Building on the massive march against the expansion of Kinder Morgan's Trans Mountain pipeline that brought 10,000 people to the streets of British Columbia last weekend, Indigenous leaders and their allies staged a sit-in on Saturday at a pipeline construction site on Burnaby Mountain, kicking off a wave of civil disobedience that is set to continue through next week.
Chants of "I believe that we will win" rang out as police began arresting demonstrators, who ignored a court injunction to stay away from Kinder Morgan's construction activities and protested in front of a company site for over five hours.
As documented by Greenpeace Canada's Mike Hudema, dozens of Indigenous leaders and their allies sat in a line in front of a company construction site gate, with some locking themselves to the fence.
"Kinder Morgan and Justin Trudeau picked a fight with the wrong group of people," said Clayton Thomas-Muller—a member of the Pukatawagan Nation and Stop It At The Source campaigner with 350.org—highlighting the Canadian Prime Minister's support for a pipeline Indigenous groups say poses a serious threat to the water and the climate.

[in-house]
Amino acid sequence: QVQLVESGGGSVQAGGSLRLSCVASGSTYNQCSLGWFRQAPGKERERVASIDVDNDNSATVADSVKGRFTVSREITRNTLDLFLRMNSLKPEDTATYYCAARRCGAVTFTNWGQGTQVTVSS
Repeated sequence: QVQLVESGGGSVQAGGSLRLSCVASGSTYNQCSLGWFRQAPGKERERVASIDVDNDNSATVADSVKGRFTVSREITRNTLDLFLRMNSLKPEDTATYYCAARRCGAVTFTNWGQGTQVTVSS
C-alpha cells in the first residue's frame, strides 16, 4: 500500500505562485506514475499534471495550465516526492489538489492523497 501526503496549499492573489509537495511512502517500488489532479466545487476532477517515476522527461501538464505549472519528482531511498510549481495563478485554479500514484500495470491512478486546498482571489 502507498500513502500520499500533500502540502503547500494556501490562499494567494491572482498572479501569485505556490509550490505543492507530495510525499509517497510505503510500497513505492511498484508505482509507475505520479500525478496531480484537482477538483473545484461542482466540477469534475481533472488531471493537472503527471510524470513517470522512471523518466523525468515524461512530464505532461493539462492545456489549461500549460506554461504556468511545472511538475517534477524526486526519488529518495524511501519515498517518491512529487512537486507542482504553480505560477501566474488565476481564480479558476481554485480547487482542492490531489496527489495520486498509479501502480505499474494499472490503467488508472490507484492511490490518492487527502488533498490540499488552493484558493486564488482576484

While Trudeau has promised to "ensure" the Kinder Morgan pipeline—which would carry tar sands 700 miles from Alberta to Burnaby, British Columbia—is completed, Indigenous leaders vowed to do everything in their power to ensure that the water-threatening project
"I'm standing up for Indigenous rights, for clean water, and for a safe, liveable climate and look forward to doing so alongside the ever growing movement against this dangerous pipeline," Thomas-Muller said in a statement.
"We are all connected by the water. If the waters are poisoned here...that water will affect all of us," said one demonstrator. "We must protect the water."